8. Concomitants

The value of a concomitant symptoms is often fixed by its age. The acute or more recent ones are of course the most guiding, for within their genesis lies bound up the type of the similimum….

As a group the concomitants contain many anomalous and peculiar symptoms. They are often so distinctive of a remedy as to render the name of the disease under which a peculiar symptom may occur of little moment. Nevertheless the modalities, mental accompaniments and duration of an unusual symptom govern its position. When these go to make up an harmonious picture it becomes a true characteristic otherwise it has only a negative value.

Sometimes the affected organ seems overwhelmed by the impact of the disease and the vital powers can find expression through the concomitants only; then they become of supreme importance as the almost sole guide for the selection of the remedy.

The value of a concomitant is often fixed by its age. The acute or more recent ones are of course the most guiding, for within their genesis lies bound up the type of the similimum. Remedies suitable for acute vital disturbances stand in an accessory relation to the constitutional or antipsoric drugs.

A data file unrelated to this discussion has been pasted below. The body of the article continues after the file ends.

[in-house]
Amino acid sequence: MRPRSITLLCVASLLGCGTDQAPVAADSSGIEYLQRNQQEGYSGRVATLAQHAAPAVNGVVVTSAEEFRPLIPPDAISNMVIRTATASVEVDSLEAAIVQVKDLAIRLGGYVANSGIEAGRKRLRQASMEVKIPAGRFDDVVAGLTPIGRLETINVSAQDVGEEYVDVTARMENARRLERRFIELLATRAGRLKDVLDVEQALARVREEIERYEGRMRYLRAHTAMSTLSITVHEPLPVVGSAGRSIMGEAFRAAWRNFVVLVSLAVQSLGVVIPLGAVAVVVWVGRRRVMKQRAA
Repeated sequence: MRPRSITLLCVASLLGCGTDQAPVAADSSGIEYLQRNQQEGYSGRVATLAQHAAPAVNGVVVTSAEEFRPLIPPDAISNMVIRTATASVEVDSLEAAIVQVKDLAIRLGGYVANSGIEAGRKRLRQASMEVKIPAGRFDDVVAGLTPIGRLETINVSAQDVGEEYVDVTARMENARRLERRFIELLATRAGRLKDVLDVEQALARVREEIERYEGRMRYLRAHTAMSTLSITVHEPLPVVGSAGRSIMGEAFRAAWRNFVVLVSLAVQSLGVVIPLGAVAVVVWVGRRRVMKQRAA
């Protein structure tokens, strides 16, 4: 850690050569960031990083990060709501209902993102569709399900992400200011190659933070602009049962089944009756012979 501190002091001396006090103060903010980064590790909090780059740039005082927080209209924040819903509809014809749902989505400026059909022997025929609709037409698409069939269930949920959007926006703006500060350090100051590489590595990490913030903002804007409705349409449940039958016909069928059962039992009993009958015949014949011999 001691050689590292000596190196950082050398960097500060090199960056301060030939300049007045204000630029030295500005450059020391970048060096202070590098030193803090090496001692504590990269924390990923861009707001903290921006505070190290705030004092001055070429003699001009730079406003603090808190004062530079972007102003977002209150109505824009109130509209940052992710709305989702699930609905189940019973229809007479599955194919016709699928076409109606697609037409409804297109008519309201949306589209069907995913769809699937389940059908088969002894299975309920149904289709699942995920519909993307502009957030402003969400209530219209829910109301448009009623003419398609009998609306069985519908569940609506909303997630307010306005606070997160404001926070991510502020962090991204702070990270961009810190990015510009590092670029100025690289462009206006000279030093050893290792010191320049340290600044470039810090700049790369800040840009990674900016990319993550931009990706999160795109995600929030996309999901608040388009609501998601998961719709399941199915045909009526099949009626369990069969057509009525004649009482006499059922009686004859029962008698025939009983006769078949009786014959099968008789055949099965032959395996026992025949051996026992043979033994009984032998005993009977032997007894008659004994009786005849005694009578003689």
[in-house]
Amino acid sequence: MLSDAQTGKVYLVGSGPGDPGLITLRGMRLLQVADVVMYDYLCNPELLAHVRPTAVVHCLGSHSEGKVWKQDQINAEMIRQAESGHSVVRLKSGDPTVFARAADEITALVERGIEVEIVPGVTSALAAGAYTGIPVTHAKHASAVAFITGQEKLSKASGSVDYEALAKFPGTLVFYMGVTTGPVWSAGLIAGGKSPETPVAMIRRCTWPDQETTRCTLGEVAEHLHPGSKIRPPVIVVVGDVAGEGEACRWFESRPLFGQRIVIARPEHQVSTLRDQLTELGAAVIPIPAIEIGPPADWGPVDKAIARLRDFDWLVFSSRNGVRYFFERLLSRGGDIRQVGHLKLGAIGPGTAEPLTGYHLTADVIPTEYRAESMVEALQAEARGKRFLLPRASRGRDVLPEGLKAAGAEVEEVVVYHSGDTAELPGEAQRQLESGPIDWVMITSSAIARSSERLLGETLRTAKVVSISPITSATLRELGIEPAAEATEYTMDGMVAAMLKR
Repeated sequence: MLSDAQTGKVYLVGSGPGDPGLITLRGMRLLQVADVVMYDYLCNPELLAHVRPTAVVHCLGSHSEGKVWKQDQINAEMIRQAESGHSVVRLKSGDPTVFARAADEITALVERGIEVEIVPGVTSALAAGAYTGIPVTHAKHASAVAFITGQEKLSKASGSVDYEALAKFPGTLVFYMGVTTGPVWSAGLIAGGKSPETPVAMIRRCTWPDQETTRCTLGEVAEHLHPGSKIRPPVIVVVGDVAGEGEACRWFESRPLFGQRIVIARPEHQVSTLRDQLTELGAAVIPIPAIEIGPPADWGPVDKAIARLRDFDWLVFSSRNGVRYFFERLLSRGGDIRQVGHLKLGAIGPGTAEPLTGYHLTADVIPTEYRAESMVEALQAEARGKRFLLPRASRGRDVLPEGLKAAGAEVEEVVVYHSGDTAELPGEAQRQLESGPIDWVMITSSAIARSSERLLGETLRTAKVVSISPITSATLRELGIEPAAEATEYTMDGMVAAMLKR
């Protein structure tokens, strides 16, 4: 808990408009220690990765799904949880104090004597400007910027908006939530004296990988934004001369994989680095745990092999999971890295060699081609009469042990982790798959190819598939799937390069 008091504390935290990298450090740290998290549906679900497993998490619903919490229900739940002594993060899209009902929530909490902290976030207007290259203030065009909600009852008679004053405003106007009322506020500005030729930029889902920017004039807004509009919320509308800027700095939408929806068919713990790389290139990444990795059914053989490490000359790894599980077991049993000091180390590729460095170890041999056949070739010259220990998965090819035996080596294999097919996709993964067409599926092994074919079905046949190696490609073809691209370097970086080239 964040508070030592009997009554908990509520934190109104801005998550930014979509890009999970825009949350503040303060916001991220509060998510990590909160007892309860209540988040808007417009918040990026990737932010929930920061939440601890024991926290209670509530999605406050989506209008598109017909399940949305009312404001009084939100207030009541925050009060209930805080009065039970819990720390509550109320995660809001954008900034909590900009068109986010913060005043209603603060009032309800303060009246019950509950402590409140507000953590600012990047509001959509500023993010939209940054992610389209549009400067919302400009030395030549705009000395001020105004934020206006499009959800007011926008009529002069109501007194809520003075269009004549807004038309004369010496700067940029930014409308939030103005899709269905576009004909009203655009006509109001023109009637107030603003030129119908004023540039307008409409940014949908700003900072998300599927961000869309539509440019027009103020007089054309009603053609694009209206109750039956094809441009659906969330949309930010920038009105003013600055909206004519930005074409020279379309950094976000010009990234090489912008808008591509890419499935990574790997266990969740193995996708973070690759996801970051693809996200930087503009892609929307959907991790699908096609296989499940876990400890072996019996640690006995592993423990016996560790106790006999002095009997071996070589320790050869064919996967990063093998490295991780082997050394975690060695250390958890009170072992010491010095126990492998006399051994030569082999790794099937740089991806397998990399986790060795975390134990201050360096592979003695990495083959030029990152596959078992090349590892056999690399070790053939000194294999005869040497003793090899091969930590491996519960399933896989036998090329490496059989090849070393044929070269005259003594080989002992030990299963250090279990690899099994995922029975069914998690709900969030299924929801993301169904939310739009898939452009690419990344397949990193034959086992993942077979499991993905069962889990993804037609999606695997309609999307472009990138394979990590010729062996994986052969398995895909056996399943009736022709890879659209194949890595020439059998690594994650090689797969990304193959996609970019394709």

They are capable of correcting the irregular expenditure of energy which may temporarily be imperilling the life of the patient but are mostly impotent to remove the great fundamental dyscrasias which they nevertheless have the power to uncover or arouse into activity. To combat the latter we have the great antipsorics of Hahnemann and unless we have at least some comprehension of the correlative relation of the two classes we may find ourselves opening a Pandora’s box. The alternator and mixer, owing to the spurious teaching so long prevalent, often has the embarrassment of finding himself in this predicament, that is, if he is capable of seeing it.

The presence of an old constitutional symptom belonging to the miasms, although it may be peculiar, should not mislead us into following it during an acute illness, unless because of its malign presence the drug, pictured by the recent sickness fails to act.

C.M. Boger
Cyrus Maxwell Boger 5/ 13/ 1861 "“ 9/ 2/ 1935
Born in Western Pennsylvania, he graduated from the Philadelphia College of Pharmacy and subsequently Hahnemann Medical College of Philadelphia. He moved to Parkersburg, W. Va., in 1888, practicing there, but also consulting worldwide. He gave lectures at the Pulte Medical College in Cincinnati and taught philosophy, materia medica, and repertory at the American Foundation for Homoeopathy Postgraduate School. Boger brought BÅ“nninghausen's Characteristics and Repertory into the English Language in 1905. His publications include :
Boenninghausen's Characteristics and Repertory
Boenninghausen's Antipsorics
Boger's Diphtheria, (The Homoeopathic Therapeutics of)
A Synoptic Key of the Materia Medica, 1915
General Analysis with Card Index, 1931
Samarskite-A Proving
The Times Which Characterize the Appearance and Aggravation of the Symptoms and their Remedies